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Hon. PHILLIP BURTON,

U.S. Congressman,

THE HIGH COURT OF AMERICAN SAMOA,

Pago Pago, American Samoa, March 7, 1972.

House of Representatives, Washington, D.C.

DEAR MR. BURTON: As much as I had wanted to submit my testimony earlier, I regret I was unable to do so because of the press of local affairs. For the same reason I am unable to come to Washington to testify. However, I hope my testimony in paper would suffice, speaking for myself.

American Samoa is the only territory or possession of the United States that was not purchased, conquered, or acquired by bloodshed. It was peacefully ceded to the Government of the United States by the paramount chiefs and high talking chiefs of Tutuila, in 1900, and by King Tuimanu'a, Fa'atui and Tooto'o of Manu'a, in 1904.

In ceding the islands, our forefathers, who signed the Treaty of Cession, uneducated and unsophisticated as they were in international affairs and matters of politics, undoubtedly were guided by Providence and the Paraclyte, for their perspicacity and purposes which motivated them to peacefully cede their islands have proved to the whole world to be beneficial and efficacious. They seemed to have foreseen the efficacy of entrusting the future and welfare of their progeny to the care of the magnanimous Government and philanthropic People of the United States.

For the last seventy-two years, the people of Tutuila and Manu'a have basked in the sunshine of love, generosity, and philanthropy, of that magnanimous Government and philanthropic People. Statistics and documents in file speak for the innumerable beneficial things done and contributed by the Government and People of the United States to the welfare of the people of American Samoa: increase in population, health, education, roads, government, economy, etc. etc. From the first military administrator to the present civilian governor, the world has watched the swing of the pendulum; chiefs and talking chiefs and their respective people die; their descendants born, but the pendulum keeps on swinging. One administrator or governor fails in one way or another; others succeed, but the pendulum keeps on swinging. One thing noticeable and remarkable is, that all those persons appointed and assigned to the Government of American Samoa to administer over the people, despite the difference in their manner of administration, had and have one thing in common: to see that the people are happy, healthy, educated, keep their lands, and have their own ways of life; to see that their real and personal properties are protected, and, last but not the least, that their CUSTOMS and CULTURE are respected and kept intact. In signing the Treaty of Cession, the representatives of the United States, in reciprocation, made a sacred pledge to "see that the CUSTOMS and CULTURE of the Samoan people are respected and protected." Governors come and go; Leaders and People of Samoa die and are born; Executive and Administrative officials and the Samoan Leaders and People differ or misunderstand, but the Government and People of the United States have never, since that sacred pledge was made, relinquished their stand to see that their sacred pledge is respected and fulfilled.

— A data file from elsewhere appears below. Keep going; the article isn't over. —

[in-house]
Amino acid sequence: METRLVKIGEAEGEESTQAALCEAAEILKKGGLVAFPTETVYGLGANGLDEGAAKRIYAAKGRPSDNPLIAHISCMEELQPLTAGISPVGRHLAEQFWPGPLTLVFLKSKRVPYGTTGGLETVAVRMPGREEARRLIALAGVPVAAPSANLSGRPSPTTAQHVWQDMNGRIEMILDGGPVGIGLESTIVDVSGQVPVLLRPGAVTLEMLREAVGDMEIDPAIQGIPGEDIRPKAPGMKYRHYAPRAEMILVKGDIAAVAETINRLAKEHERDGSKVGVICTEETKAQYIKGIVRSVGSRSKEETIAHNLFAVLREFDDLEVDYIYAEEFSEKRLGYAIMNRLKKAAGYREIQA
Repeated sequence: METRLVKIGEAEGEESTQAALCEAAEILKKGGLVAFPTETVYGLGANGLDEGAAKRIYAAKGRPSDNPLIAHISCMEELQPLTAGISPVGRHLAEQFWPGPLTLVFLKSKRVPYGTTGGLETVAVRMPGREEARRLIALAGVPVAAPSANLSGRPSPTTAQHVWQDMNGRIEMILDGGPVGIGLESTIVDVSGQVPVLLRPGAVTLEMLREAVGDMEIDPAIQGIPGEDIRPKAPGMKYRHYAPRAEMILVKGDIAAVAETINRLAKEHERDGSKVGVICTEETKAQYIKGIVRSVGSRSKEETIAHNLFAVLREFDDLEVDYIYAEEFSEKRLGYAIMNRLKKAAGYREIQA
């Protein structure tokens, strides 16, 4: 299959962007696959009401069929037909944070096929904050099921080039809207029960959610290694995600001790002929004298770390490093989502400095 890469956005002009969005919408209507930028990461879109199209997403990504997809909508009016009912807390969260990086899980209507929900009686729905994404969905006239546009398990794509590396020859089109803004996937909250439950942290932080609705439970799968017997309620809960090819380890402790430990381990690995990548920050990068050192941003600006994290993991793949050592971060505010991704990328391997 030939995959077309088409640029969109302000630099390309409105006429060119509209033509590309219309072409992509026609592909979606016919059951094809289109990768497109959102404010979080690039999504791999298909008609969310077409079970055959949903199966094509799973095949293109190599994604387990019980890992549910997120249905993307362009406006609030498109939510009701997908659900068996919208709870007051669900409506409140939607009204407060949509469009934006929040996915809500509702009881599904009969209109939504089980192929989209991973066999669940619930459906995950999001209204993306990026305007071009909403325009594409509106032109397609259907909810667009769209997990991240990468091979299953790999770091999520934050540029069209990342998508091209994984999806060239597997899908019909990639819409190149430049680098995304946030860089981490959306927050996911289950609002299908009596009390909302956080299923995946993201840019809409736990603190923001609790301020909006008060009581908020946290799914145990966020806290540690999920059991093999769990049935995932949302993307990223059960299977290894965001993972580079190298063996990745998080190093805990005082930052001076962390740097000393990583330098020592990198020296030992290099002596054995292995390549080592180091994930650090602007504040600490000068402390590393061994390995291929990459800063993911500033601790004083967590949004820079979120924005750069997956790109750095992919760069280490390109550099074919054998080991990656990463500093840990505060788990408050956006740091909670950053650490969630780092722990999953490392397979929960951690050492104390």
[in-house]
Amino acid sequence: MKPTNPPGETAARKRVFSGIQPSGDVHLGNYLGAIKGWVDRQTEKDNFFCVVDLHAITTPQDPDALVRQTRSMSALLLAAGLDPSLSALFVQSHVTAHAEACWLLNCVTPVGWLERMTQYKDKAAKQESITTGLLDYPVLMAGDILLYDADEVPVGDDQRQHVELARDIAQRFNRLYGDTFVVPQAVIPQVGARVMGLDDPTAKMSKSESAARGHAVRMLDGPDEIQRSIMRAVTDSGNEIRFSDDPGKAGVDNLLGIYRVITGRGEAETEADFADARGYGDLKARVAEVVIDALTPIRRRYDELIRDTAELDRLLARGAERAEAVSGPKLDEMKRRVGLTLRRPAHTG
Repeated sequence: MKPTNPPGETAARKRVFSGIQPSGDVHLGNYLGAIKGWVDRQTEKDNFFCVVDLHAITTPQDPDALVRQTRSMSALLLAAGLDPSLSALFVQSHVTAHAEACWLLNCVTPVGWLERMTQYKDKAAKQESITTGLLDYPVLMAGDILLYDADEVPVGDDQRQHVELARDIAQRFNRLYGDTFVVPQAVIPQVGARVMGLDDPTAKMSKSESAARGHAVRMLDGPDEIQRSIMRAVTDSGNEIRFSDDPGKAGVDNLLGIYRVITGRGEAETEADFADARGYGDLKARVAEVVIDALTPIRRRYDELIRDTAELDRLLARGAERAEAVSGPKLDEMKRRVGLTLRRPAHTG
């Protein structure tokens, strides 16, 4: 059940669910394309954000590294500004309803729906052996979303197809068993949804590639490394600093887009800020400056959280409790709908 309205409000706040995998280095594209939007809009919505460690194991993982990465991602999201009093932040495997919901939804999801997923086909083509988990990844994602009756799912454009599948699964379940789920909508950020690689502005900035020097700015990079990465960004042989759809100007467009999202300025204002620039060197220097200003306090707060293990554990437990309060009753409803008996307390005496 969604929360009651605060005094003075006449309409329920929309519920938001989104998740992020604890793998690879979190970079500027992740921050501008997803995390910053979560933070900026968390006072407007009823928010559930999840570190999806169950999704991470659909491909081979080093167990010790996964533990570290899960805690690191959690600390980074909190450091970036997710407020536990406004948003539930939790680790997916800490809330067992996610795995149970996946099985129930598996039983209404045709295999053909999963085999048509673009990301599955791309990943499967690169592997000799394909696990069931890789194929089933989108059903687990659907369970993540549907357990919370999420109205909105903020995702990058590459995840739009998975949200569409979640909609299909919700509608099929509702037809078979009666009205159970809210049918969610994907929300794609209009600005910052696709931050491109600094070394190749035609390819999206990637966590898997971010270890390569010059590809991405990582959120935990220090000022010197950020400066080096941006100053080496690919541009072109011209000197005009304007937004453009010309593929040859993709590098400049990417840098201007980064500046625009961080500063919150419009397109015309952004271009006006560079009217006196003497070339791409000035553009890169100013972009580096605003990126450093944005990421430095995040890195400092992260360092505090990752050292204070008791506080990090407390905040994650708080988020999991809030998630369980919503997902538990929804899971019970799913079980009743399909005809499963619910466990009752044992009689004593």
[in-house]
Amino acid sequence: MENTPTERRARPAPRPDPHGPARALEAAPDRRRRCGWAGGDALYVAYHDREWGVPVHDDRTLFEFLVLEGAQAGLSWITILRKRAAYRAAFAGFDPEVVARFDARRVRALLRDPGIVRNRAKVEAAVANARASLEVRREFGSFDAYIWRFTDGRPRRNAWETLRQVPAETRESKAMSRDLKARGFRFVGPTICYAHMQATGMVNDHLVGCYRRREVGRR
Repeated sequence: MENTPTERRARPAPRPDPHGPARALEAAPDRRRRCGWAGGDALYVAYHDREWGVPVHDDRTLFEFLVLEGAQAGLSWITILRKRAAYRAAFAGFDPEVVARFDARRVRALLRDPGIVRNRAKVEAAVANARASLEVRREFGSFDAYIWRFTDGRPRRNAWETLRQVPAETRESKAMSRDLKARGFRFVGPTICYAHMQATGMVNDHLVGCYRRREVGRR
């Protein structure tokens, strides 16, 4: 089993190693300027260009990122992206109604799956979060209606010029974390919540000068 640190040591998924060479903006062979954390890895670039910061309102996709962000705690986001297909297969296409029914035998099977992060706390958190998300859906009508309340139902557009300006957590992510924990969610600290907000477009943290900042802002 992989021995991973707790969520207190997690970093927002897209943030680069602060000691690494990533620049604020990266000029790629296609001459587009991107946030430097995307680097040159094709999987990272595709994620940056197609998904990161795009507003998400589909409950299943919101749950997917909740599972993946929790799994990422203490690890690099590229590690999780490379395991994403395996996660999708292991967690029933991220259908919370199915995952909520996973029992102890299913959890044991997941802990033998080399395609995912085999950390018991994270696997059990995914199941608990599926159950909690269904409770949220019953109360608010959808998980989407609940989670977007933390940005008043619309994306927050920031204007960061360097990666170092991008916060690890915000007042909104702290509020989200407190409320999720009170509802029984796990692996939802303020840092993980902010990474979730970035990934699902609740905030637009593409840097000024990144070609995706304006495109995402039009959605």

The Leaders and People of American Samoa have, in several instances, proved their loyalty and gratitude to their benefactors, the Government and People of the United States. They volunteered their help in building roads, schools, projects like the T.V. facilities on Mt. Alava, and several others. But what is most outstanding and admirable, is the voluntary service American Samoa's sons and daughters have given to the Armed Forces of the United States. They have fought hand in hand with their American brothers and sisters: many of them have their footprints on the sandy beaches of Guadalcanal, Iwo Jima, and Tarawa, and a large number have their blood besprinkled over the battlefields in Europe, Asia, and the Far East, particularly Korea and Japan. In Samoa, many Samoan and Caucasin men and women teach the same classrooms and work in the same offices and studios. Thus the friendship and relationship between the Government and People of the United States and American Samoa is unquestionably mutual and congenial.